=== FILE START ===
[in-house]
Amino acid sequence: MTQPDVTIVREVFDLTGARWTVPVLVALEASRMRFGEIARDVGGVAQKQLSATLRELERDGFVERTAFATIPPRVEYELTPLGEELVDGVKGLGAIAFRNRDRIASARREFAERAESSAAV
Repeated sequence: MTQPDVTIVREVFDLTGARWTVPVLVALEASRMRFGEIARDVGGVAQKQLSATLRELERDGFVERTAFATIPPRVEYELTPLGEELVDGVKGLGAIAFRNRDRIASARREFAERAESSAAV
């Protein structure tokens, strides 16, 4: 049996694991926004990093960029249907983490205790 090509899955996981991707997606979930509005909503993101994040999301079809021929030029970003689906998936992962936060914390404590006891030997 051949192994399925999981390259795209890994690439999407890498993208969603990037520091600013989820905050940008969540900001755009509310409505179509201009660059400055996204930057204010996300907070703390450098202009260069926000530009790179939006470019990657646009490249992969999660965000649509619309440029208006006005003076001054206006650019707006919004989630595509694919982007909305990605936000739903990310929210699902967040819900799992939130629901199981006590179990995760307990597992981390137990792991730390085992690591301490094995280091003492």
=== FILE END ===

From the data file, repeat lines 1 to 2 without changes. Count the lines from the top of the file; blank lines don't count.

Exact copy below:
[in-house]
Amino acid sequence: MTQPDVTIVREVFDLTGARWTVPVLVALEASRMRFGEIARDVGGVAQKQLSATLRELERDGFVERTAFATIPPRVEYELTPLGEELVDGVKGLGAIAFRNRDRIASARREFAERAESSAAV